psychic structure." The child hopes to be loved as soon as she/he becomes

worthy of love (11). One way of becoming worthy of love, of course, is killing

dangerous monsters. Bloch points out that the terror directed onto monsters

preserves an idealized image of the parents (12). But what if the monsters you

have killed are doubles of yourself and your parent?

This has perhaps gone too far from what we can read in the lines of the

poem, but this digression-a semipsychoanalysis of Beowulf--may have value

in our struggle to understand who Grendel's mother really is. I find myself

returning to Davidson's suggestion that she is a goddess, a hunting-goddess, a

goddess of the water, a Ruler of the Wild. We may see her also as a goddess of

death, like the Nordic Hel, described by Davidson (178) as "a loathsome female

figure symbolizing physical death" and ruler of the underworld. A goddess of

death may be both loathsome and transcendent: Davidson reminds us of the

Indian Kali, "terrifying in appearance, black or dark in colour, usually naked,

adorned with severed heads or arms... her lips smeared with blood" (178), who

is nevertheless adored by many.

If Grendel's mother is a goddess, she has supreme right to avenge the

killing of animals under her protection (stags, water creatures) and of her son.

Killing a goddess would be an act of sacrilege, yet the killing of one who has

destroyed allies and endangered your whole group is a noble act. If you have

killed the goddess of death, you may have stepped outside the human realm

altogether. Beowulf will never be the same again.

The role of Grendel's mother in the poem, then, is that of the Terrible

Mother located firmly in the psyche, that of a dangerous monster who must be

destroyed, and that of a goddess whose killing is sacrilege. Folklore, myth, and

religion coalesce here.

Why does Grendel's mother appear overtly as a monster and a

subhuman, cannibalistic hag-a goddess in troll's clothing? The conflict of

Christianity and paganism coalesces here: It is sacrilege to kill a goddess of

paganism, but a pagan goddess becomes to Christians only a monster, whom it

is acceptable and even necessary to kill. This is added to the psychological split

of Good/Terrible Mother and the struggle to rid oneself of the Terrible Mother.

The act of killing this threefold being could induce a lasting psychic conflict, as it

seems to do in Beowulf. Killing her is threatening, as she is a dominant female

figure in a male-bonded society.


How, finally, can Grendel's mother be seen as a Wild Woman? Chance

points out that she is "described in human and social terms: inversion of the

Anglo-Saxon ideal of woman as both monstrous and masculine"-as sinnige

secg'sinful warrior,' mihtig manscada 'mighty evil-doer,' gryrelicne grundhyrde

'terrible keeper of the abyss' (249; the translations of the various terms,

however, are mine). This Wild Woman is infinitely more than a particular being

in conflict with established convention. She means to destroy. She is both less

and more than human, transcending and descending from the human, the

Terrible Mother in her most archetypal aspect.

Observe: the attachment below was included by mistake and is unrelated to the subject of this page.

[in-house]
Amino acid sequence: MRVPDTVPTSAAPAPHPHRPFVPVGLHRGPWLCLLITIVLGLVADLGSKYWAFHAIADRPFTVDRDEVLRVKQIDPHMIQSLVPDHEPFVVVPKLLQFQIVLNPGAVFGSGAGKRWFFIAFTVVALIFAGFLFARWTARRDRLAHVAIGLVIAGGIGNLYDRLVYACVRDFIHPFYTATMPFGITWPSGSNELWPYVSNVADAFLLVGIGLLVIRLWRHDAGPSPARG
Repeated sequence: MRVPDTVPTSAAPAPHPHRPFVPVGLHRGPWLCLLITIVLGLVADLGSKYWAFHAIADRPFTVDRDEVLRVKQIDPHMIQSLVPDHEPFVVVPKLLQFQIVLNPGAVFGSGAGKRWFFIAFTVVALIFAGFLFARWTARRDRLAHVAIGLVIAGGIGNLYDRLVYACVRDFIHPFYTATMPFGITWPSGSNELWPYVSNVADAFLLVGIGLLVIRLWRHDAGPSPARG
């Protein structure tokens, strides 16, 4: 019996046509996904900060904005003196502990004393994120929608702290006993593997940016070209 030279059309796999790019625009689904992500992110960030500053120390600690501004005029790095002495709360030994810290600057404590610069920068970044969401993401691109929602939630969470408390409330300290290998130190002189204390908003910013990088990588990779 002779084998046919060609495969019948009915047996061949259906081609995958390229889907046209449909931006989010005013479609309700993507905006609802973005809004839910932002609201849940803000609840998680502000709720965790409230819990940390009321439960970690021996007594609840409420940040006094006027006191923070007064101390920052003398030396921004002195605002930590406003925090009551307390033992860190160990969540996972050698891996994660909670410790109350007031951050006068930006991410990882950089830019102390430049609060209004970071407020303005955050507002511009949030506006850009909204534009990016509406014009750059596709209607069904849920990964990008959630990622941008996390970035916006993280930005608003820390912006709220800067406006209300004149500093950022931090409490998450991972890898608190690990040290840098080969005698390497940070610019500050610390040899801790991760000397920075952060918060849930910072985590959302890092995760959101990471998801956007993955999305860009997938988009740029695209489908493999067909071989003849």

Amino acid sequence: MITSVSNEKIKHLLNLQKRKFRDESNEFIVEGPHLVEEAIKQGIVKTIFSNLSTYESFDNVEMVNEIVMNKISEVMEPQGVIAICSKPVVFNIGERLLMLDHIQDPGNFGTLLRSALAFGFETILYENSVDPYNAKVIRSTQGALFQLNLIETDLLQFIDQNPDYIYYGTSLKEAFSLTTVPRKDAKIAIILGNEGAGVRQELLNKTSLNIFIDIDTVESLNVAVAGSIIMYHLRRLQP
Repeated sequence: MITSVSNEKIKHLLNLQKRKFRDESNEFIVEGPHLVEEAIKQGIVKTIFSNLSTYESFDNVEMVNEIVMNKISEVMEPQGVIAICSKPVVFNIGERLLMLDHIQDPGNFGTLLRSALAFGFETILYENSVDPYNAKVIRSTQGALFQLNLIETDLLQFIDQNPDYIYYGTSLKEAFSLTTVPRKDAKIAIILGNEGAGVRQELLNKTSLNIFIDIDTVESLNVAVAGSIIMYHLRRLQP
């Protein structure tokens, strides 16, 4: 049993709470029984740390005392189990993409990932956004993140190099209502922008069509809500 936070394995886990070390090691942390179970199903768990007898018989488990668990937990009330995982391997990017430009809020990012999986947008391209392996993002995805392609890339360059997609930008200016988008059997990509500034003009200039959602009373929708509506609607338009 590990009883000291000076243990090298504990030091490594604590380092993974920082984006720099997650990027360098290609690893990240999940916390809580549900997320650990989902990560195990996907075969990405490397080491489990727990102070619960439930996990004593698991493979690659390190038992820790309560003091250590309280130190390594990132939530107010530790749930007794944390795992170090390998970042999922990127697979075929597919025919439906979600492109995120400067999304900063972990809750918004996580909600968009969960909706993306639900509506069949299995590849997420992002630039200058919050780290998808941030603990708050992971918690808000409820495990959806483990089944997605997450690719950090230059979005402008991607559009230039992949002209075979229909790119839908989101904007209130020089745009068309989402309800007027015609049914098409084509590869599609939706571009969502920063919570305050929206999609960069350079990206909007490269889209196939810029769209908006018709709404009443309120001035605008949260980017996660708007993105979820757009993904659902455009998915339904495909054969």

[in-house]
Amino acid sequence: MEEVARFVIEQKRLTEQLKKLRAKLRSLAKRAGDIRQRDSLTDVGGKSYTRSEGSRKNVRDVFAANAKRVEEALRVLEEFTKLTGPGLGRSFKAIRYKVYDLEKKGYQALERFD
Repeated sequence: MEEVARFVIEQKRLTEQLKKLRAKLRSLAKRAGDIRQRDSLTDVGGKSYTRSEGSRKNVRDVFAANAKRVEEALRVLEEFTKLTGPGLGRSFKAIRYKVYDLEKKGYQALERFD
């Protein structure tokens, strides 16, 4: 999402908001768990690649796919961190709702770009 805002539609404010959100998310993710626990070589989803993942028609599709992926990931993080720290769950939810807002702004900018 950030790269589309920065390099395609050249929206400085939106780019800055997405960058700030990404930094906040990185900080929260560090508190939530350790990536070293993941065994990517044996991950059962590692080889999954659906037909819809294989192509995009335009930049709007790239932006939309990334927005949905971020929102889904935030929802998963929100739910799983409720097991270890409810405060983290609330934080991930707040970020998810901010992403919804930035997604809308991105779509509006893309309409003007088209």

Modem readers know the mermaid as a beautiful, fish-tailed maiden who

swims in the seas or sits on a rock or on the shore, singing and combing her

long, flowing hair. Humans often fall in love with her, or she with them, or both.

They seem less likely to remember that stories of mermaids often end with the

mermaid bride, who cannot live on land, returning to the sea.

The mermaid as she appears in medieval literature is a type of the Wild

Woman as Seductress: she is willful, beautiful, lustful, and deceitful. The sweet

mermaid we know from Hans Christian Andersen and from the films Splash and

The Little Mermaid is a modern transformation that omits half the truth. Janus-

faced, the classical mermaid is the epitome of the cliched feminine: she is both

sweet and deceitful, lovable and dangerous. She is at the core of a conception

of the feminine that has endured through the ages.

To understand the concepts of harpy, siren, and mermaid, which play a

large part in folklore and interest us for the light they throw on concepts of

woman as threatening or seducing, we need to understand medieval ideas on

female sexuality. These ideas, inherited from Greco-Roman culture, included a

perception of women as profoundly sexual. Women "embodied sexuality"; their

sexuality was "open and receptive," as Joyce Salisbury (84, 85-7) says. This

idea of woman as always receptive may sound more like a projection of male

desires than a description of female being, but the mermaid in medieval times

was seen as a supreme seductress, luring men to their doomn-that is, to

forbidden sexual experience in which they might "drown." She was certainly

unchaste. Men feared the temptation represented by seductive women, and the

mermaid came to be a symbol of that temptation, as well as of the deceitfulness

associated with women. As Carl Jung says in his description of the mother

archetype, she combines "the magic authority of the female" on the positive side

with, on the negative side, "anything that devours, seduces, and poisons, that is

terrifying and inescapable like fate" ("Archetypes," 16).

Although the mermaid is not portrayed in any significant text, I shall begin

with two medieval descriptions. The first of these is found in the Middle English

Physiologus, a manuscript written in Norfolk about 1300 (the edition quoted is

that of Hanneke Wirtjes, 1991). In this text we read:

In 6e se senden selcu6es manie. In the sea there are many marvels.
De mereman1 is a meiden ilike; The merman is like a maiden: